Georgia is the latest on a growing list of states that make financial literacy courses a requirement for high school graduation.
On this week’s Education Gadfly Show podcast, Ashley Jochim, a principal at the Center on Reinventing Public Education, joins Mi
The influence of out-of-school activities such as sports and clubs on school outcomes has been an enduring
Earlier this year, I took to the pages of Education Next to make the case for NAEP to test starting in kindergarten, stating that, “The rationale for testing academic skills in the early elementary grades is powerful.” Therefore, “Starting NAEP in 4th grade is much too late.” I was wrong, and I’m sorry. Kindergarten is much too late. We must begin a program of NAEP testing for newborns.
Not all college majors are created alike, but it turns out that employers want their new hires to exhibit many of same skills regardless of what they major in. A recent study examines online job ads as a proxy for what employers view as the skills inherent in various college majors.
High school-age Americans struggling mightily with academics aren’t well served by our current approach to secondary education. But there may be a better model that would give them a more worthwhile experience and lead to better long-term outcomes: Let them take jobs while still in high school—during the school day, during both their junior and senior years, full pay included, no strings attached.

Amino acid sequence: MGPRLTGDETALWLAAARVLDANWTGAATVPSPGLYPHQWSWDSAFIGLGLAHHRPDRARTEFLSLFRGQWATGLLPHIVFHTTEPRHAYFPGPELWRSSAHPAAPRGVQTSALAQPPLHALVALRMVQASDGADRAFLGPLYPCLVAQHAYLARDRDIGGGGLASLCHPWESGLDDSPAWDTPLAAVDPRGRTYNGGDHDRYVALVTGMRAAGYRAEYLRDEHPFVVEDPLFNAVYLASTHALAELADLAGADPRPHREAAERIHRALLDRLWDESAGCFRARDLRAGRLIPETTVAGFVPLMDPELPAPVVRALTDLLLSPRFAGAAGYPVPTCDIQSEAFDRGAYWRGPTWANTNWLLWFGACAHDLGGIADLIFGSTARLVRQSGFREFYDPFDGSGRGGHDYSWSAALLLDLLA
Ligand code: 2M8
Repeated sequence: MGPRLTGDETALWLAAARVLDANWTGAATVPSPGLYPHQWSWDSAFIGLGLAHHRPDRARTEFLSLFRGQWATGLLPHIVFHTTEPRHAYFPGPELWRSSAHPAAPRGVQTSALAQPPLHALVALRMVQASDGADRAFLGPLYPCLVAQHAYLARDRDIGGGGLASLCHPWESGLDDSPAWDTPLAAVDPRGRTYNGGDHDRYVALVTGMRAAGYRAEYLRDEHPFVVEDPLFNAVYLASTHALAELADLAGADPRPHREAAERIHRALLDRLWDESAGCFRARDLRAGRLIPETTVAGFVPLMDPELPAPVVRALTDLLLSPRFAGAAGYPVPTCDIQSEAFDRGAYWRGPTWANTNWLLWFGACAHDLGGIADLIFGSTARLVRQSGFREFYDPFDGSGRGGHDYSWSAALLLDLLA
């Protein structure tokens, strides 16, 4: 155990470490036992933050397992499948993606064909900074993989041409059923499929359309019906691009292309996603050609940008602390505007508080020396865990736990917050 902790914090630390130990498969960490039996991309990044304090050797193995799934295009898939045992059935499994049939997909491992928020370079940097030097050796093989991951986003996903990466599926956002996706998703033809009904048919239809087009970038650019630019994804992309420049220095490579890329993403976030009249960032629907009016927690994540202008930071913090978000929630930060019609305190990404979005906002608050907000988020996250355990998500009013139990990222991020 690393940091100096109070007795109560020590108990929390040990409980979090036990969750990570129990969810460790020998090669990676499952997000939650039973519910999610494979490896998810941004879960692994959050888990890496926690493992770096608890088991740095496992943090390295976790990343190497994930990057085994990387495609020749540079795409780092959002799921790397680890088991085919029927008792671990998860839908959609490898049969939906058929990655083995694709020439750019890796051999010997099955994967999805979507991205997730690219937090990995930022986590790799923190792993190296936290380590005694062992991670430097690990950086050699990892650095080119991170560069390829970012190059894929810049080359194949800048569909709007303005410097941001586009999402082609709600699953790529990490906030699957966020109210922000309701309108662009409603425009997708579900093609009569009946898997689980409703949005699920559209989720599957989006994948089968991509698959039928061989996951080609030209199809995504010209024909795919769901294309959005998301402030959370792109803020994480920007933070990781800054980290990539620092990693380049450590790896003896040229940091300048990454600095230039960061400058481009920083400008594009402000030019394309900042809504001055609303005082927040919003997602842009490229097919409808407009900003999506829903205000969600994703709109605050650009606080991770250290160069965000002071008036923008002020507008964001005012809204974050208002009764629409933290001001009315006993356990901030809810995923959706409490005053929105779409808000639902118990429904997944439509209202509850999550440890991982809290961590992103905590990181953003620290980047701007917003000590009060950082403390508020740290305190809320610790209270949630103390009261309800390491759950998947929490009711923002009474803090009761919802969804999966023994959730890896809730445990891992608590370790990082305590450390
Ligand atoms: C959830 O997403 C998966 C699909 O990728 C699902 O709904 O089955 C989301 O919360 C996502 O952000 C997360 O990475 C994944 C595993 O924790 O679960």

A couple of weeks ago, I shared some ideas about how schools and districts can move away from the well-intentioned but deeply flawed “college for all” mindset that has permeated the education reform world and has, in turn, harmed many of the disadvantaged students whom the approach is m
The media have been full of
As Michael Petrilli wrote in these pages a few weeks ago, the education reform movement has come to the realization that its belief in “college for all,” while well-intended, was misguided.
Tracking in our high schools is simply a fact, and we would do well to stop pretending otherwise or believing that it could be any other way. At the very least, we should allow for diverging paths after tenth grade, and we need to completely rethink our approach for our lowest-performing kids.
On this week’s Education Gadfly Show podcast (listen on
One of the biggest shifts in education reform in recent years has been widening acknowledgment that the “college for all” mantra was misguided. Yet so far our commitment to “multiple pathways” to opportunity is almost all talk accompanied by very little action. High school course requirements and accountability systems continue to push almost all students into the college-prep track.
While the ubiquitous term “college and career readiness” assumes that twelve years of compulsory education could adequately prepare a student for both postsecondary and workplace settings, we know far more about readiness for the former than the latter.
On this week’s Education Gadfly Show podcast, Adam Tyner, Fordham’s Associate Director of Research, joins Mike Petrilli a
In 2012, Tennessee lawmakers created the Statewide Dual-Credit program (SDC) to help more students earn college credit while completing high school.